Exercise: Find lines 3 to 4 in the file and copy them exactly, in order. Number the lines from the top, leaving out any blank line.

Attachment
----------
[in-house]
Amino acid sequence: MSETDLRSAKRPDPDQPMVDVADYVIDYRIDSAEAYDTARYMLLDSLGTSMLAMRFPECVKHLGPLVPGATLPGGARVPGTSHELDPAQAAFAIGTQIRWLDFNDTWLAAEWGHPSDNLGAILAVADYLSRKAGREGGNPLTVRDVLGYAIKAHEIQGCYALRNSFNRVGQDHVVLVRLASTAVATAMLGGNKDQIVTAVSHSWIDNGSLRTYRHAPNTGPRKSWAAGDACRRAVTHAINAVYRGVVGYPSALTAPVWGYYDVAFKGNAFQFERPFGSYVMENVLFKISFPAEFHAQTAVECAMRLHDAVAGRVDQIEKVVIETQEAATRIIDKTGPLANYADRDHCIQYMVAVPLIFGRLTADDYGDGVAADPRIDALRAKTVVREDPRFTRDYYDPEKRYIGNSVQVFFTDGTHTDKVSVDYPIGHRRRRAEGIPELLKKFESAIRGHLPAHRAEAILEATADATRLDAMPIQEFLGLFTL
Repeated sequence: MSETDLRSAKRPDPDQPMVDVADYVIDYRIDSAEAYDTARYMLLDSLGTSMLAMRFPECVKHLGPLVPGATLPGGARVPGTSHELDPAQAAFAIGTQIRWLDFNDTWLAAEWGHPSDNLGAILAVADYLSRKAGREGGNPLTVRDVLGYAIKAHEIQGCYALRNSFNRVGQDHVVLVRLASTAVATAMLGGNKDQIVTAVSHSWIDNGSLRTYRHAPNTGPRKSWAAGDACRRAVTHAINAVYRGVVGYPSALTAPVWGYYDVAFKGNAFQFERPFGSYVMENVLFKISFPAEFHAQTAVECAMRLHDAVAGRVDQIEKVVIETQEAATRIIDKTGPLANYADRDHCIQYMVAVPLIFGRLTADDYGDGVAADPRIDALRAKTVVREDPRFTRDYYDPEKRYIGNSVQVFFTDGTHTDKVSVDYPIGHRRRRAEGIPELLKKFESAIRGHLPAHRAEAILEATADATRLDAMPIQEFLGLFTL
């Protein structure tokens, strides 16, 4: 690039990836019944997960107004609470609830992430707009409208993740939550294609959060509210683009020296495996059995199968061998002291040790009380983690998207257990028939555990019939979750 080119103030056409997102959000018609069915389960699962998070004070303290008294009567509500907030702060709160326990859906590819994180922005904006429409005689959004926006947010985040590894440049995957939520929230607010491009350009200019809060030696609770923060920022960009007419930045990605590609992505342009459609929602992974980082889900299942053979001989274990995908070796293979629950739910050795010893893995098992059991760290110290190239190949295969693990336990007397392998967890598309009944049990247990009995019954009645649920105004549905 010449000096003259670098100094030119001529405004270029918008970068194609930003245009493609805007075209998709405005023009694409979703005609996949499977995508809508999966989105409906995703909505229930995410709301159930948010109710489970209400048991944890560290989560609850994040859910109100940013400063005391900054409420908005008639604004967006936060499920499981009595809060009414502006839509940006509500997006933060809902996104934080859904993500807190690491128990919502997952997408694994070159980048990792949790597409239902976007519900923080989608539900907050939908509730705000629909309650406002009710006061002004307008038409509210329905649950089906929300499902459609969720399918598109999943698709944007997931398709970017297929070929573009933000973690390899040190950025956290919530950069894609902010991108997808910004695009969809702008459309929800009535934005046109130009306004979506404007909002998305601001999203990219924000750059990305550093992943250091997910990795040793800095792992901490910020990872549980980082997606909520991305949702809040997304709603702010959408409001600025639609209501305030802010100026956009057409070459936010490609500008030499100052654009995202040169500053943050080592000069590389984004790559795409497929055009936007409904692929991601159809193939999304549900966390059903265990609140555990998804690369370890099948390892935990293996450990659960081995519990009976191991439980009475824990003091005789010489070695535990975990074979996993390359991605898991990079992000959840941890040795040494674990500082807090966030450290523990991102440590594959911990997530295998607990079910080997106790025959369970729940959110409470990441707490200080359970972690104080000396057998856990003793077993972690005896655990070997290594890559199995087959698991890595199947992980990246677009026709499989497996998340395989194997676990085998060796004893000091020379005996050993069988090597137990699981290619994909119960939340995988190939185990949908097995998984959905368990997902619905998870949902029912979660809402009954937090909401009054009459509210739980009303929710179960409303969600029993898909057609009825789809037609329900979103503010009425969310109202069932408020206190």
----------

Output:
Repeated sequence: MSETDLRSAKRPDPDQPMVDVADYVIDYRIDSAEAYDTARYMLLDSLGTSMLAMRFPECVKHLGPLVPGATLPGGARVPGTSHELDPAQAAFAIGTQIRWLDFNDTWLAAEWGHPSDNLGAILAVADYLSRKAGREGGNPLTVRDVLGYAIKAHEIQGCYALRNSFNRVGQDHVVLVRLASTAVATAMLGGNKDQIVTAVSHSWIDNGSLRTYRHAPNTGPRKSWAAGDACRRAVTHAINAVYRGVVGYPSALTAPVWGYYDVAFKGNAFQFERPFGSYVMENVLFKISFPAEFHAQTAVECAMRLHDAVAGRVDQIEKVVIETQEAATRIIDKTGPLANYADRDHCIQYMVAVPLIFGRLTADDYGDGVAADPRIDALRAKTVVREDPRFTRDYYDPEKRYIGNSVQVFFTDGTHTDKVSVDYPIGHRRRRAEGIPELLKKFESAIRGHLPAHRAEAILEATADATRLDAMPIQEFLGLFTL
């Protein structure tokens, strides 16, 4: 690039990836019944997960107004609470609830992430707009409208993740939550294609959060509210683009020296495996059995199968061998002291040790009380983690998207257990028939555990019939979750 080119103030056409997102959000018609069915389960699962998070004070303290008294009567509500907030702060709160326990859906590819994180922005904006429409005689959004926006947010985040590894440049995957939520929230607010491009350009200019809060030696609770923060920022960009007419930045990605590609992505342009459609929602992974980082889900299942053979001989274990995908070796293979629950739910050795010893893995098992059991760290110290190239190949295969693990336990007397392998967890598309009944049990247990009995019954009645649920105004549905 010449000096003259670098100094030119001529405004270029918008970068194609930003245009493609805007075209998709405005023009694409979703005609996949499977995508809508999966989105409906995703909505229930995410709301159930948010109710489970209400048991944890560290989560609850994040859910109100940013400063005391900054409420908005008639604004967006936060499920499981009595809060009414502006839509940006509500997006933060809902996104934080859904993500807190690491128990919502997952997408694994070159980048990792949790597409239902976007519900923080989608539900907050939908509730705000629909309650406002009710006061002004307008038409509210329905649950089906929300499902459609969720399918598109999943698709944007997931398709970017297929070929573009933000973690390899040190950025956290919530950069894609902010991108997808910004695009969809702008459309929800009535934005046109130009306004979506404007909002998305601001999203990219924000750059990305550093992943250091997910990795040793800095792992901490910020990872549980980082997606909520991305949702809040997304709603702010959408409001600025639609209501305030802010100026956009057409070459936010490609500008030499100052654009995202040169500053943050080592000069590389984004790559795409497929055009936007409904692929991601159809193939999304549900966390059903265990609140555990998804690369370890099948390892935990293996450990659960081995519990009976191991439980009475824990003091005789010489070695535990975990074979996993390359991605898991990079992000959840941890040795040494674990500082807090966030450290523990991102440590594959911990997530295998607990079910080997106790025959369970729940959110409470990441707490200080359970972690104080000396057998856990003793077993972690005896655990070997290594890559199995087959698991890595199947992980990246677009026709499989497996998340395989194997676990085998060796004893000091020379005996050993069988090597137990699981290619994909119960939340995988190939185990949908097995998984959905368990997902619905998870949902029912979660809402009954937090909401009054009459509210739980009303929710179960409303969600029993898909057609009825789809037609329900979103503010009425969310109202069932408020206190």